Bringing Consumers to the Table

What are the best practices for onboarding and involving consumers in governance and in practice improvement? A key component of Aligning Forces for Quality was engaging the people who get care—patients and their family members, consumers, and consumer representatives (generally referred to below as “consumers” for brevity)—in efforts to improve health and health care. Organizations of all types are recognizing that it is not enough merely to solicit opinions and feedback from patients and consumers—they must be meaningfully incorporated into the leadership of organizational design and governance to yield patient-centered policies and procedures. Consumer engagement had been a goal of AF4Q Alliances since the start of the program. Each Alliance was expected to include representation from people who “get care” along with those who “provide care and pay for care” on its leadership team. As consumer engagement activities spread, lessons learned from AF4Q Alliances can help answer questions about how to implement, expand, and strengthen consumer engagement practices in all efforts—including in governance and in direct practice quality improvement.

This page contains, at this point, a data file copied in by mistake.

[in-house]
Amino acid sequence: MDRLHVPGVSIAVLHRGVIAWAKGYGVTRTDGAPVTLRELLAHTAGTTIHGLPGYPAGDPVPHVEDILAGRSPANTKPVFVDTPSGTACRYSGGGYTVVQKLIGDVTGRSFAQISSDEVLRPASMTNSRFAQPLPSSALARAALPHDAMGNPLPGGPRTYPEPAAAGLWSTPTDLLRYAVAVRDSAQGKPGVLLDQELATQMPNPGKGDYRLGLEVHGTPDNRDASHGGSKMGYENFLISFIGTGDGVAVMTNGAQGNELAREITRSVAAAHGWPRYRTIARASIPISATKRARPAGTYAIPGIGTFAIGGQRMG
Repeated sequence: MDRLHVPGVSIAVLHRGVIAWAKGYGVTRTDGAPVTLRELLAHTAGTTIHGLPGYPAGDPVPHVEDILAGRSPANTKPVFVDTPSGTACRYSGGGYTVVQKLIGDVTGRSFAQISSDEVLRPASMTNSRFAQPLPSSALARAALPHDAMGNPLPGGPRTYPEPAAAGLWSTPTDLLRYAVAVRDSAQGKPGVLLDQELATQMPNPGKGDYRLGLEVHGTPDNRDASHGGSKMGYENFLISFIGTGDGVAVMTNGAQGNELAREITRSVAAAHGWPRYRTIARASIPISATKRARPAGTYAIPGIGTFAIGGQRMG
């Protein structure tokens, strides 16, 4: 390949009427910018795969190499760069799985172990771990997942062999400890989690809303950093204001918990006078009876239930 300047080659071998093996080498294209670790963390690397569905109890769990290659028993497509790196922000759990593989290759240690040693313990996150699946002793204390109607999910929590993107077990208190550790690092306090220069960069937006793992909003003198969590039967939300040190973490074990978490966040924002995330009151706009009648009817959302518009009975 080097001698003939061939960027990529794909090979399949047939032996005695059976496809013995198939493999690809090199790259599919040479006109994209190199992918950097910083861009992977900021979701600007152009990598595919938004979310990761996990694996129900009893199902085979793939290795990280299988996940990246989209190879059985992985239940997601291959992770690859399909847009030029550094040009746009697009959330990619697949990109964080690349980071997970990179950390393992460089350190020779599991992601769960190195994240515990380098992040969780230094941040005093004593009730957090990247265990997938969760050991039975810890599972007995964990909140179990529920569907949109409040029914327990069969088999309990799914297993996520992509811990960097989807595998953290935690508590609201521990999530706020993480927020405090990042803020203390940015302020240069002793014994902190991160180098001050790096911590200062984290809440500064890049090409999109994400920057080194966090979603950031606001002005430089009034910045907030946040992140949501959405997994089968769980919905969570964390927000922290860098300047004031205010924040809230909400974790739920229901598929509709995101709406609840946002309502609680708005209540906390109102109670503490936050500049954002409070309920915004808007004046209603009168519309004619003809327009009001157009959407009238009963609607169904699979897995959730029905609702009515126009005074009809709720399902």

In this Spotlight Talk from the November 2014 ALIGN Summit, Jessica Osborne-Stafsnes describes the fits and starts of initiating a patient engagement program in the Humboldt Alliance.

In this compendium of resources, you’ll find a variety of tools that health care organizations in three communities have used in their efforts to engage patients. These tools can help you recruit, orient, and train patients; clarify roles and responsibilities; and put a structure in place to foster ongoing, productive relationships.

AF4Q Alliances have amassed a body of knowledge about effective strategies for engaging consumers in organizational leadership, which this brief highlights. 

This orientation toolkit was designed to assist Aligning Forces for Quality Alliances in building an onboarding toolkit for new consumers. Onboarding is a process used to orient new volunteers or staff to an organization. It typically includes a set of standard background materials and other relevant resources.

This chart describes the progressive levels of patient engagement used by one of the AF4Q Alliances.

This document outlines key competencies and core operations for Alliance project staff, including the project director and consumer engagement lead, who works with consumers and on consumer engagement goals.

This Health Affairs article offers some early lessons learned about consumer engagement. The Alliances’ ongoing and mindful inclusion of consumers provides insights into eliciting and applying their perspectives in the pursuit of improved health care quality, value, and transparency.

This Health Affairs article reviews the available evidence on patient-centered care, such as the positive effects of engaging patients in quality improvement activities. The experiences of the AF4Q Alliances illustrate that actively engaging patients in improving ambulatory care improves provider-patient communication, identifies and avoids potential challenges to new services, and improves provider and patient satisfaction.